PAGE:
At 26, the young man knows how rare it is to develop a special relationship with the public. It‘s something he wants to nurture over the next four or five months leading into the next Olympic Games.

It doesn’t happen everywhere,” he concedes.

Most of the time, when the competition is over, people just leave. But I felt that the French liked what they saw, that there is a real love for archery in Paris.”

“It all made me happy. Now I tell myself that maybe they might support me again during the Games!”

But the world number one knows that before him, the French crowd will inevitably be supporting their own archers. Jean-Charles Valladont or Lisa Barbelin will have the home advantage – while having to deal with that popular pressure Marcus knows all too well.

Marcus D’Almeida wins first international World Cup stage in Paris 2022.

Building on his success and experience at the highest level, D’Almeida has learnt to tame major events.

He knows that the public’s enthusiasm and expectations must not become obstacles to performance.

“At the Rio Games, everyone wanted to talk to me, even the volunteers, the restaurant workers, everyone is trying to help you even more. You can feel that total support when you’re from the host country.” 

“There’s a strong energy around you, a beautiful energy,” he continues. “However, you also have to know how to handle the situation, because it’s a change from what you’re used to.”

“Sometimes it can become a bit too much, it can also distract you. You have to be able to control it.”

There’s a famous Brazilian expression – a tired horse can still win.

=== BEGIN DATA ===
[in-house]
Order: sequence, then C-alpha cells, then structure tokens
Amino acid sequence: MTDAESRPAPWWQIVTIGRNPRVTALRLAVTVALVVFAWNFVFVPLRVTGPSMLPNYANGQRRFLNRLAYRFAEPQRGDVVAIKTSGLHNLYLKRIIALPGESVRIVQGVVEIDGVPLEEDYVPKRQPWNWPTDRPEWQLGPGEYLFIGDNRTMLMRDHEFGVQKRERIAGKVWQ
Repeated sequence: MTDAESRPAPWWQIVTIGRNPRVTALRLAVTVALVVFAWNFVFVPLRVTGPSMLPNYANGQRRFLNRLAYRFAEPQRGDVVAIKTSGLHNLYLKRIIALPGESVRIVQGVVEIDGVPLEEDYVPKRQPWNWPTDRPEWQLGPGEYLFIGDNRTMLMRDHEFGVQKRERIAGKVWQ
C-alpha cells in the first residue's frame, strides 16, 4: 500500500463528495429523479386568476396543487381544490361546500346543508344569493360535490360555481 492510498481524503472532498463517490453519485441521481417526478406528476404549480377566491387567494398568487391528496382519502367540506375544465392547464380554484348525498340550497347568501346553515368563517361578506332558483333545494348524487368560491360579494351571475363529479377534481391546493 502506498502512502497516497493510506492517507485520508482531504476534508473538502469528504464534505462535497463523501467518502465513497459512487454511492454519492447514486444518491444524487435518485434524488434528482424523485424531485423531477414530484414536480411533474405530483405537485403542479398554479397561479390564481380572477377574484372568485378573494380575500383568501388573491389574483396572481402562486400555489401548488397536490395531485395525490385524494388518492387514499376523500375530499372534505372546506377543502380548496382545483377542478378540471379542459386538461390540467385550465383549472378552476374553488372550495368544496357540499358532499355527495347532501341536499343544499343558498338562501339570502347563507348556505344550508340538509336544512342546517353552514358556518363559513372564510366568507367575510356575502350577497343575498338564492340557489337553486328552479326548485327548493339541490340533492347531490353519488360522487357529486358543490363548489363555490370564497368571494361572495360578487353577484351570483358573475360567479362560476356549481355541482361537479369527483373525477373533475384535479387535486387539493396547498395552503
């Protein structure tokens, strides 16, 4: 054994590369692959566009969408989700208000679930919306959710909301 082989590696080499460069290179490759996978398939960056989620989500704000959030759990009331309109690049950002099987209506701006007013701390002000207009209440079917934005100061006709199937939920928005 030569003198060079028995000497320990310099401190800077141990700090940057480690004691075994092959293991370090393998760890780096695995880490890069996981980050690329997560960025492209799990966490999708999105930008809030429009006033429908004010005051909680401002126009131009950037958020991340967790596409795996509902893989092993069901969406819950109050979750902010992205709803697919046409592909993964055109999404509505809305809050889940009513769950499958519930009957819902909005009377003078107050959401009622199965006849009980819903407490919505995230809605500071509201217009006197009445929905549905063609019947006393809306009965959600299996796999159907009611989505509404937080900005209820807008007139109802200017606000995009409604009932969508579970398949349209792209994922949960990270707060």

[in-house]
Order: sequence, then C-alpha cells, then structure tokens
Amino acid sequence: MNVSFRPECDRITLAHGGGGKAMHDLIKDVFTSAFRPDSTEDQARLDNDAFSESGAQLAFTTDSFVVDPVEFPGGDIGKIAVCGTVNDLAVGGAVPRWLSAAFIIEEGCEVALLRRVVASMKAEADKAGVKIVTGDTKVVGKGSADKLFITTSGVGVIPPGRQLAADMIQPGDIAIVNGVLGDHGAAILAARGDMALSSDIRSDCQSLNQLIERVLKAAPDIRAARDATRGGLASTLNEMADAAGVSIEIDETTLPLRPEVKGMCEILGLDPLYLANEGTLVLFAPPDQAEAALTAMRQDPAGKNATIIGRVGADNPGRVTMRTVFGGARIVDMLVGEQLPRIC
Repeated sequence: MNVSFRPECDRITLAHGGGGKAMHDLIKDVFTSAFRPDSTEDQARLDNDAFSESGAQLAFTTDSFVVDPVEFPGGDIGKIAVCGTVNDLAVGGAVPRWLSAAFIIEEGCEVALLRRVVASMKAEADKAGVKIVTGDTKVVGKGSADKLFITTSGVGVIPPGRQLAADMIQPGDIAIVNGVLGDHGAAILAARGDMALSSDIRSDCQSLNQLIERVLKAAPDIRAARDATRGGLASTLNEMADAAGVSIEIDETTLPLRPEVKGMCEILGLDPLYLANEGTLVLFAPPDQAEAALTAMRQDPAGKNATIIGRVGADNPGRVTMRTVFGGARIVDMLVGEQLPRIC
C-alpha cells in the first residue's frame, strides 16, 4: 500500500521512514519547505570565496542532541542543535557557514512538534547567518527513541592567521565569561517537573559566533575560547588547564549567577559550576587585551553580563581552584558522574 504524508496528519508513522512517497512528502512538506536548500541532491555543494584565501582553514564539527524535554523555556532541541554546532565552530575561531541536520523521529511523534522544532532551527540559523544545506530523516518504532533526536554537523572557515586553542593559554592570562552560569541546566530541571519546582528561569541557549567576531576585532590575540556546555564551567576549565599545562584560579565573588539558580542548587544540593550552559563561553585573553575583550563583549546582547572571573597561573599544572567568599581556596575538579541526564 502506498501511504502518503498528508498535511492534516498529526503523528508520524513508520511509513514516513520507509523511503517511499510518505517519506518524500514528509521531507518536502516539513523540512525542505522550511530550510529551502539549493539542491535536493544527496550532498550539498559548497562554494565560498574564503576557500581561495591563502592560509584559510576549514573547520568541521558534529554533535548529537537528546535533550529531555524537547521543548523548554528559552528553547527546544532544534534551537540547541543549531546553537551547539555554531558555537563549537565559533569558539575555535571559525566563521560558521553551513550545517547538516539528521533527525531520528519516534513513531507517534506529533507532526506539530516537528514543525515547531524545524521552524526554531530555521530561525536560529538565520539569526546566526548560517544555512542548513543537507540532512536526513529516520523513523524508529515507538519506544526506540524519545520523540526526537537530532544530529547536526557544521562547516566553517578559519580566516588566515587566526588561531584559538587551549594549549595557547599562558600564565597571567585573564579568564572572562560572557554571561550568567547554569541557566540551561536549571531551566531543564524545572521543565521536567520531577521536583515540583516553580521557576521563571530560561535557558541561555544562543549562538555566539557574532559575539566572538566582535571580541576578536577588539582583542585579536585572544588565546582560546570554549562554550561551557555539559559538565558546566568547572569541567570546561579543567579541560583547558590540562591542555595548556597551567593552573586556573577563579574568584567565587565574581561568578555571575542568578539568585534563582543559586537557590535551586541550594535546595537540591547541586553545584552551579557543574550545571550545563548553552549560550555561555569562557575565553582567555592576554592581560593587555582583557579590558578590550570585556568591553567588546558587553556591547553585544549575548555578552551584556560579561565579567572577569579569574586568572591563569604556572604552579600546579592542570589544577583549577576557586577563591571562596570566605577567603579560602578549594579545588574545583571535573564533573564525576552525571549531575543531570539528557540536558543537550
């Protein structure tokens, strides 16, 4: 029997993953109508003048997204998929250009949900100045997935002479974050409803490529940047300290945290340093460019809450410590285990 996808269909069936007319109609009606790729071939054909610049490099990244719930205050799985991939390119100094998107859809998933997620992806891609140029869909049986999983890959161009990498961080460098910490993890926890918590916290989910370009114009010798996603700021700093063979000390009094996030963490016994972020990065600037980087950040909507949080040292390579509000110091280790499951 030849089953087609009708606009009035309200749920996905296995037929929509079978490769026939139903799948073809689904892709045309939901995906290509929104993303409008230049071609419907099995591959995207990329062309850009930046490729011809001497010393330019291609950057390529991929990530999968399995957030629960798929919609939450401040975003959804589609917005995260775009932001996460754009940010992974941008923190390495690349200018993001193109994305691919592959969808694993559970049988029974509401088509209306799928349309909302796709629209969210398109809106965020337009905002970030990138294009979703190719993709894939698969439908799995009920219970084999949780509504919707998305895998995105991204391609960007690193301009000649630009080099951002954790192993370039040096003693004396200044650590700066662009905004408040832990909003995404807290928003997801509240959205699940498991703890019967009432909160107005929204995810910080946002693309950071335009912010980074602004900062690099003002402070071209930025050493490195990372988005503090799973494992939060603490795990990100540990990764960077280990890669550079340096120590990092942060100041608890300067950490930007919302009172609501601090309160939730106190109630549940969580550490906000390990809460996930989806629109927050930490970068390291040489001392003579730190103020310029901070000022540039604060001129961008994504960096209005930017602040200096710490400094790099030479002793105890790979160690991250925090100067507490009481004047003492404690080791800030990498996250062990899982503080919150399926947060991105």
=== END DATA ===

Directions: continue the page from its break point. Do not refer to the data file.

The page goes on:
“Even when you feel worn down by all that energy, you have to be able to go out there and perform,” he explains.

It’s a concept that Marcus has mastered.

His schedule, since he started to attend indoor events almost 18 years ago, has become relentless.

And he’s performed, collecting a second stage win on the Hyundai Archery World Cup stages in Shanghai in 2023, as well as bronze at the Hyundai World Archery Championships in Berlin, before winning the Hyundai Archery World Cup Final in Hermosillo, Mexico.

Marcus D’Almeida became Hyundai Archery World Cup Champion in 2023.

In the context of the grand dream, these are stepping stones. D’Almeida’s only now is to offer the French public the best version of himself.

And he arrives at these Olympics a more mature athlete.

“In reality, I just dream of producing the best shot I can at the Games,” he confides. “Because I know that if I shoot as well as I can, the result will come.”

I don’t want to put any pressure on myself. I just want to give it my best.”

Will this fantastic cycle – of picking up a bow a decade ago, of appearing at his home Olympics in 2016, to his emergence as an international power in 2021, and subsequent run of rules through 2023 – conclude in the city of light?

“Paris is an iconic city for Brazilians,” Marcus concludes. “It’s one of the most famous places in the world.”

“Nothing would make me happier than to make history, in France, in Paris, at the 2024 Olympic Games.”